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Nick Perri: Sound Of The Underground

  • nick perri celestion.jpeg

Nick Perri, lead singer and guitarist of Nick Perri & The Underground Thieves, was born to be a musician, and although he has fronted numerous bands throughout his life, Celestion speakers have been a constant throughout his career.

The very first song that Nick Perri wrote was awful, he says. “I’ll never forget the very first time I actually had a guitar in my hand – I wrote a song. And of course, it was absolutely terrible,” he laughs. “Rubbish, right? But I just kept doing it and doing it, and to this day one of my absolute favourite things to do is just to sit down and write a song.”

Perri eventually mastered writing songs that were not rubbish, finding success as the lead singer and guitarist of Nick Perri & The Underground Thieves. Speaking to Headliner from his home in California during lockdown, he does not take his gift for granted:

“It’s a really beautiful thing, and I’m grateful for it every day. It’s a gift. I feel like I’m able to tap into something that is perhaps beyond me, and that I’m able to bring something to life.”

Perri doesn’t lock himself away and force himself to sit down and write songs, instead letting them come to him:

“I feel like I’m a conduit. Whatever is going to come through, comes through, and I just get it out for what it is. I’ll decide later if it fits in with what I’m doing, and if it’s something worthy of pursuing for my own artistic thing. If it’s not, then sometimes I might give that song away to someone else, or send it to someone to use for a commercial. I just try to capture them when they come and then hold on, because I don’t know where they come from. Sometimes they just come!”

Perri’s obsession with music started in the 90s when his aunt gave him cassette tapes of Pearl Jam’s Ten and AC/DC’s Highway to Hell.

“It absolutely changed my entire life! And now, however many years later, I’m still on that path that was set in motion then,” he recalls. “That was the turning point of my whole life. I immediately started playing guitar and started chasing this thing. I can’t really explain how it happened.

"I started playing guitar at age 12, and by age 15, I was gigging four or five nights a week, and by 16 I’m signing a multi-million dollar deal with Clive Davis – it happened really fast. And it is crazy. I call it joining the circus. I joined the circus at 16, and I’m still in the circus!”

Holy Grail Tone


Perri is a longtime Gibson user, and after years of using a complicated guitar rig, has stripped it right back to what he had when he first started: a Gibson Les Paul and an ES- 335 guitar, paired with a “really, really loud” old Marshall amp.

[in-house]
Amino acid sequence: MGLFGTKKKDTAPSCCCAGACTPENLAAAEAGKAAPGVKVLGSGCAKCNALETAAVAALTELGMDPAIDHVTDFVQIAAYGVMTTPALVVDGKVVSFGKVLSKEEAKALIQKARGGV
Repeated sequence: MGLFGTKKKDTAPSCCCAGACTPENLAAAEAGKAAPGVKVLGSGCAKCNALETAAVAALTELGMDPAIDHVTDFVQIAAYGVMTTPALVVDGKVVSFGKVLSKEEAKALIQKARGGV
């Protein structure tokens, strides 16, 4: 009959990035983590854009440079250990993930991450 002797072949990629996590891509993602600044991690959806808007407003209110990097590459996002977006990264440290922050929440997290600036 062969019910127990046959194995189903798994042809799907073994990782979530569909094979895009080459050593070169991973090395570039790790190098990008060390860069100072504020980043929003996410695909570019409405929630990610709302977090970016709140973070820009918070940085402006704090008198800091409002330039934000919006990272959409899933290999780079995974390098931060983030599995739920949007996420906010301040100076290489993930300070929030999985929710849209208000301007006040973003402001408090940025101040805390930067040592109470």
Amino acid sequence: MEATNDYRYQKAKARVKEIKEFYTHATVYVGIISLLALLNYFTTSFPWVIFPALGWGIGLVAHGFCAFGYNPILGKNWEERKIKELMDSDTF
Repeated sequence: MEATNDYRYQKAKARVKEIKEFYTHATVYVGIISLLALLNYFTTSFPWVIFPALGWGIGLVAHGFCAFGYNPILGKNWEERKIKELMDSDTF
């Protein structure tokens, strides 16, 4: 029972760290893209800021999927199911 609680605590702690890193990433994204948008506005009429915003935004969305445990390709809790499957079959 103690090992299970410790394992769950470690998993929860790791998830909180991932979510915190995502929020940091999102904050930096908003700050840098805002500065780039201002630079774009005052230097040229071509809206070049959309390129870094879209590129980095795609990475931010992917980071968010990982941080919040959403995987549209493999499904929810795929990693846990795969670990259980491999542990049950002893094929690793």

“There’s a reason Gibson and Marshall became an iconic pairing; I call it the holy grail tone – it just does its thing. It’s so inspiring and so simple.”

Perri’s holy grail of sound wouldn’t be complete without Celestion’s G12M and G10 Greenback guitar speakers.

“When you think of Marshall, the classic tone is Greenback – there’s no other way around it; it’s the gold standard of tone. I’ve had other amps and other guitar rigs and all these pedals, but the one constant – actually, now that I’m thinking about it,” he corrects himself, “probably the only constant in my entire career has been my use of Celestion speakers. So 95% of the time it’s been Greenbacks – 10-inch or 12-inch, but usually 12.”

That reminds him – he recently stumbled upon a game-changer:

“I just made an incredible discovery – I’m gonna give away my secret, oh my gosh!” he says excitedly. “The last time that I was on the East Coast, I was in rehearsal, and Doc – one of our techs – came to rehearsal with this Marshall cabinet. And it didn’t have Greenbacks in it, it had four Celestion Alnico Blues, which are typically and very famously the speaker that was used in the Vox AC30 in the 60s. That’s the sound of The Beatles and Brian May with Queen.”

When ‘Doc’ wired up a Marshall 4x12 cabinet with the four Celestion Blues, the sound blew Perri’s mind:

“I’ve never heard anything like that! I plugged my Marshall JTM45 into this cabinet and I went, ‘Oh my gosh, this is like drinking from the well – like the fountain of youth!’ It just filled me up and I just felt invincible. That tone made me get goosebumps, and I couldn’t believe it.

"So one of my things to do now is build an amp like this, because it just blew my mind. It was very, very cool. The next group of studio recordings will be done with this, so people will really be able to hear it under a microscope, because it’s just incredible. I’ve never quite heard anything like it.”

Read the rest of the interview in Headliner Magazine by clicking the link below.